1743. Analysis of Human Cytomegalovirus Glycoprotein B Genotypes in Immunocompromised Patients
Session: Poster Abstract Session: Viral Infections; Pathogenesis and Epidemiology
Saturday, October 5, 2013
Room: The Moscone Center: Poster Hall C
Posters
  • IDSA poster.jpg (849.7 kB)
  • Background:

    A novel therapeutic human cytomegalovirus (HCMV) DNA vaccine that includes glycoprotein B (gB) has recently undergone a successful phase 2 trial in allogenic hematopoietic stem cell transplantation recipients. However, a few studies have analyzed gB genotypes and their association with clinical outcome in patients with various underlying diseases. The aim of this study was to analyze the gB genotype distribution and its association with clinically significant factors such as survival rate and occurrence of tissue-invasive disease.

    Methods:

    This study was performed on 52 HCMV strains obtained from blood samples of immunocompromised patients presenting at a single tertiary center between January and April 2013. Polymerase chain reaction-restriction fragment length polymorphism (PCR-RFLP) and sequencing analysis were used to confirm the gB genotypes. Patients' clinical data were obtained from medical records.

    Results:

    Among the 52 patients, 26 (50%) had hematologic diseases including malignancy, 6 (12%) had solid organ cancers, 5 (10%) had autoimmune diseases, and the rest (28%) had infectious diseases. The prevalent genotypes of HCMV gB were type 1 (26, 50%) and 3 (24, 46%). No statistically significant difference was found between gB1 and gB3 distributions by disease among patients with and without hematologic disease (p=0.482). No statistically significant difference was noted between genotypes and all causes of in-hospital mortality (p=0.452). Among the 52 patients, 15 patients had HCMV disease, with HCMV pneumonitis being the most commonly identified (13/15, 86%). No statistically significant difference was found between the occurrence of HCMV disease and genotypes (p=0.879).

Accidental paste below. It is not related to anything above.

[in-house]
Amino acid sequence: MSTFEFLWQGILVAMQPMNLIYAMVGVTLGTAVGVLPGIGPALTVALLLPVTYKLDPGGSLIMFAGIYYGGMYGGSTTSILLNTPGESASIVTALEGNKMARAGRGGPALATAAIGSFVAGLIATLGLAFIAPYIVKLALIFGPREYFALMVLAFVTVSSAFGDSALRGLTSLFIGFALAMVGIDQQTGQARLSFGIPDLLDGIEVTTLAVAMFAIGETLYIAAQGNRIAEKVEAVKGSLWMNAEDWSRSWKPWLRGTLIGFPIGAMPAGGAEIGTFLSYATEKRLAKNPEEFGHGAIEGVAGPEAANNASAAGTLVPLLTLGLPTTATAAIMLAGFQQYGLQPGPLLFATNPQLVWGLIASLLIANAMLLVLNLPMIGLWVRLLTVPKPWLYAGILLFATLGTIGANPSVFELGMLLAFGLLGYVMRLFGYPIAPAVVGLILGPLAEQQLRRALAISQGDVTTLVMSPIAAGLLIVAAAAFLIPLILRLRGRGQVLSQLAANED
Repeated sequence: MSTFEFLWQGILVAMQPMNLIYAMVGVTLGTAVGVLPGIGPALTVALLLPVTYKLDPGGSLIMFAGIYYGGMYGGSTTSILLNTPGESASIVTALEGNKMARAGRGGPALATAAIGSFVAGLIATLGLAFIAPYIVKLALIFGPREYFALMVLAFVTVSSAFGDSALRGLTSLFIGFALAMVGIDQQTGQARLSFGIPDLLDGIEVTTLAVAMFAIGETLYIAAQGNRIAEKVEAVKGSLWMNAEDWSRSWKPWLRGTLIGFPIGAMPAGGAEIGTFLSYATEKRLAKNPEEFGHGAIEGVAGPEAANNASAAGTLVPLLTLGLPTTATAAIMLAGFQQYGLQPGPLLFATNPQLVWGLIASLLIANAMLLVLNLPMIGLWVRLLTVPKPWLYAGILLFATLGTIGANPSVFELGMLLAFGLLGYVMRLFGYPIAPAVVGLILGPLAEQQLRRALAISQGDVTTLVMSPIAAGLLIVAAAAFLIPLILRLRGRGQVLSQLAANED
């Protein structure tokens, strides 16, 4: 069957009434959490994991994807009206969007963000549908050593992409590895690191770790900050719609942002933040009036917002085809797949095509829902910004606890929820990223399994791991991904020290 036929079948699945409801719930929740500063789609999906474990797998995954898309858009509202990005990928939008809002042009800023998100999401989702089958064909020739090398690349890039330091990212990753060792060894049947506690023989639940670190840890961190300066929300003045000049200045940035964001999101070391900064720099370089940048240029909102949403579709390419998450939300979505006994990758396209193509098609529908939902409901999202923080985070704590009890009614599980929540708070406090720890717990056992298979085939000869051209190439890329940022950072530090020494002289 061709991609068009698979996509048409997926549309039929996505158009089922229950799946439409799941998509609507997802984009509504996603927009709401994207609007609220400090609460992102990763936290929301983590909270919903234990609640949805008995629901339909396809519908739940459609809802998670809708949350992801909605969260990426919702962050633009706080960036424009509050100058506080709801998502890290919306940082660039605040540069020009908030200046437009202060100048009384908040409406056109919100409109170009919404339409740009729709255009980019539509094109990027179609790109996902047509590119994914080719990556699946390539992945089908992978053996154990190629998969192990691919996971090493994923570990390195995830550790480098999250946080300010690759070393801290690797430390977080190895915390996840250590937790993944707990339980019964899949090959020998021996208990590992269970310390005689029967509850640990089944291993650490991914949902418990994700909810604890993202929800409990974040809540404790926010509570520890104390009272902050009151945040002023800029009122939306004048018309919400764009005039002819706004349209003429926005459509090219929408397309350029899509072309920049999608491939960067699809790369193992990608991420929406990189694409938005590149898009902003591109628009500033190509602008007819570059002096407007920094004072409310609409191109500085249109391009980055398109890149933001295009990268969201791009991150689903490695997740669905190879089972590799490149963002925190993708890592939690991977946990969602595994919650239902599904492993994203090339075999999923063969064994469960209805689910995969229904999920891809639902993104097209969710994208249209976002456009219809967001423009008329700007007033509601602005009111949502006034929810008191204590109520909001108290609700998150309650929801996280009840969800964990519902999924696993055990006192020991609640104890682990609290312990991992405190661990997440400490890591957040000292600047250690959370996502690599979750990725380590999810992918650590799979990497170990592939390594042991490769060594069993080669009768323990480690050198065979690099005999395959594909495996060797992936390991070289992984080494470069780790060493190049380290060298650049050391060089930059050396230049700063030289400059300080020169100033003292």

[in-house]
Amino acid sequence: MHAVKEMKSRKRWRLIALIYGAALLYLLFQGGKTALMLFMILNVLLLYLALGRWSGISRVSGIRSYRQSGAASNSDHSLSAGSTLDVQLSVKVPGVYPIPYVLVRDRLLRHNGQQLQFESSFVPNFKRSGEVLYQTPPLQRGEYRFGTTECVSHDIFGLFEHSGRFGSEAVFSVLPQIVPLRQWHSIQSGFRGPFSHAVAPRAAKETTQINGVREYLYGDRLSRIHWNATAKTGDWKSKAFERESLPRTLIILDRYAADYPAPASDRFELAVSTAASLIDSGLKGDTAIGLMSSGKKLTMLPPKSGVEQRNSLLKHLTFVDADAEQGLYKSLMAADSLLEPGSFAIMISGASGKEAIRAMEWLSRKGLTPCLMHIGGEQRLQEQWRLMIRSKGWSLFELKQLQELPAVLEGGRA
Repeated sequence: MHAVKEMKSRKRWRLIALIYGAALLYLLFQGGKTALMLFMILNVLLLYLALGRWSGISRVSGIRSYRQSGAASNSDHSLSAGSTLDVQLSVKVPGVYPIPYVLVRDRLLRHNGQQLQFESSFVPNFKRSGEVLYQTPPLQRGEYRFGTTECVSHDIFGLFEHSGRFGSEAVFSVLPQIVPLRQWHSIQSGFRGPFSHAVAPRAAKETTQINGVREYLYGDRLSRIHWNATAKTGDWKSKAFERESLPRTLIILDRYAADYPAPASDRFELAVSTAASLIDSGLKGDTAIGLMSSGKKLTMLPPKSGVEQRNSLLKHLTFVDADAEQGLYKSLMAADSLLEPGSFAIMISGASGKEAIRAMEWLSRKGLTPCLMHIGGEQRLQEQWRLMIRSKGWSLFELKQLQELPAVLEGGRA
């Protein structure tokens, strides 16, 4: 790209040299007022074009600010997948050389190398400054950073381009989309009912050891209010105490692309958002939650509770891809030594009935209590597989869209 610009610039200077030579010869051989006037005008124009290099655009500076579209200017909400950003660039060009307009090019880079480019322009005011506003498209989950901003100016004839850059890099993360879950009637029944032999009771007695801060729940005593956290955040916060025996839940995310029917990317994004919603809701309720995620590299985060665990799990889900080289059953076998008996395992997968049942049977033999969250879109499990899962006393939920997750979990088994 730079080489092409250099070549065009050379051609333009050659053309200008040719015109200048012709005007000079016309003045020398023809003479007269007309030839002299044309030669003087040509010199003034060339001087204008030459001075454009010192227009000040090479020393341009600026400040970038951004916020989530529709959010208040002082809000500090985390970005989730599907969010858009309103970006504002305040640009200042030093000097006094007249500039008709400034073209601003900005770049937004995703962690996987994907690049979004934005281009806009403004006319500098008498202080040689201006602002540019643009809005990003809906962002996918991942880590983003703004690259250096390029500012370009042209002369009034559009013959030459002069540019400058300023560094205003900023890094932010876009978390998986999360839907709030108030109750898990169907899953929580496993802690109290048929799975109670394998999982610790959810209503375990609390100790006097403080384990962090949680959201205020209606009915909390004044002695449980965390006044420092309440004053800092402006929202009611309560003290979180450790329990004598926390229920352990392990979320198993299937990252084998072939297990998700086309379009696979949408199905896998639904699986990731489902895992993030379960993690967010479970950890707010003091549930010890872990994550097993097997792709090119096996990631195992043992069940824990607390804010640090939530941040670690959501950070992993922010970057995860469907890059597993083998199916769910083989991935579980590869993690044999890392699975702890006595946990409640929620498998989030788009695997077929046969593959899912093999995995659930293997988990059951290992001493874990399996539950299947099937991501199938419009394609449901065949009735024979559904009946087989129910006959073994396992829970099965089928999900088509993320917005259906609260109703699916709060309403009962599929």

Conclusion:

    In South Korea, HCMV gB1 and gB3 were both identified at similar levels. No significant difference was noted between gB1 and gB3 distributions with respect to underlying illness, survival, or occurrence of HCMV disease.

    Sun Bean Kim, MD1, Young Soun Lim2, Hea Won Ann, MD3, Jae Kyoung Kim, MD1, Heun Choi, MD1, Min Hyung Kim, M.D.1, Jin Young Ahn, MD1, Je Eun Song, M.D.1, Nam Su Ku, MD1, Su Jin Jeong, MD/PhD1, Sang Hoon Han, MD1, Jun Yong Choi, staff4 and June Myung Kim, MD1, (1)Department of Internal Medicine and AIDS Research Institute, Yonsei University College of Medicine, Seoul, South Korea, (2)AIDS Research Institute, Yonsei University College of Medicine, Seoul, South Korea, (3)Internal Medicine, Yonsei University College of Medicine, Seoul, South Korea, (4)Yonsei university college of medicine, Seoul, Korea, Republic of

    Disclosures:

    S. B. Kim, None

    Y. S. Lim, None

    H. W. Ann, None

    J. K. Kim, None

    H. Choi, None

    M. H. Kim, None

    J. Y. Ahn, None

    J. E. Song, None

    N. S. Ku, None

    S. J. Jeong, None

    S. H. Han, None

    J. Y. Choi, None

    J. M. Kim, None

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